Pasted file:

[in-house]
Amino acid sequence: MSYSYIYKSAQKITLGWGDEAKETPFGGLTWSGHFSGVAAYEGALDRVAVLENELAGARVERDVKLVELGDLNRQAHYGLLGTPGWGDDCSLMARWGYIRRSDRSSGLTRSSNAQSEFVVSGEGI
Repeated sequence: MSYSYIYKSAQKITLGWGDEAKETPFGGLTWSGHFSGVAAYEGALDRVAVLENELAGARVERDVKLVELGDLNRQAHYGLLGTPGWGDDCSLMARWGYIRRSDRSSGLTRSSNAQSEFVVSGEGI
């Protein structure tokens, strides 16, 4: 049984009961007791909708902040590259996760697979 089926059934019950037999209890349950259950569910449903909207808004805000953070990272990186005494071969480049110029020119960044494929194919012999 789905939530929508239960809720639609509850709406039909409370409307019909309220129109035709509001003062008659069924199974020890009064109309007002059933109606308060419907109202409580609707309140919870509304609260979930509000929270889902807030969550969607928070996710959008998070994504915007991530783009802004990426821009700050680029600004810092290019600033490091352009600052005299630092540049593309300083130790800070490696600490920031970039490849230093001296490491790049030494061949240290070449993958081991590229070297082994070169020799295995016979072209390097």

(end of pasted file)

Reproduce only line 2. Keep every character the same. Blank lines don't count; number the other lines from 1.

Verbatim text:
Amino acid sequence: MSYSYIYKSAQKITLGWGDEAKETPFGGLTWSGHFSGVAAYEGALDRVAVLENELAGARVERDVKLVELGDLNRQAHYGLLGTPGWGDDCSLMARWGYIRRSDRSSGLTRSSNAQSEFVVSGEGI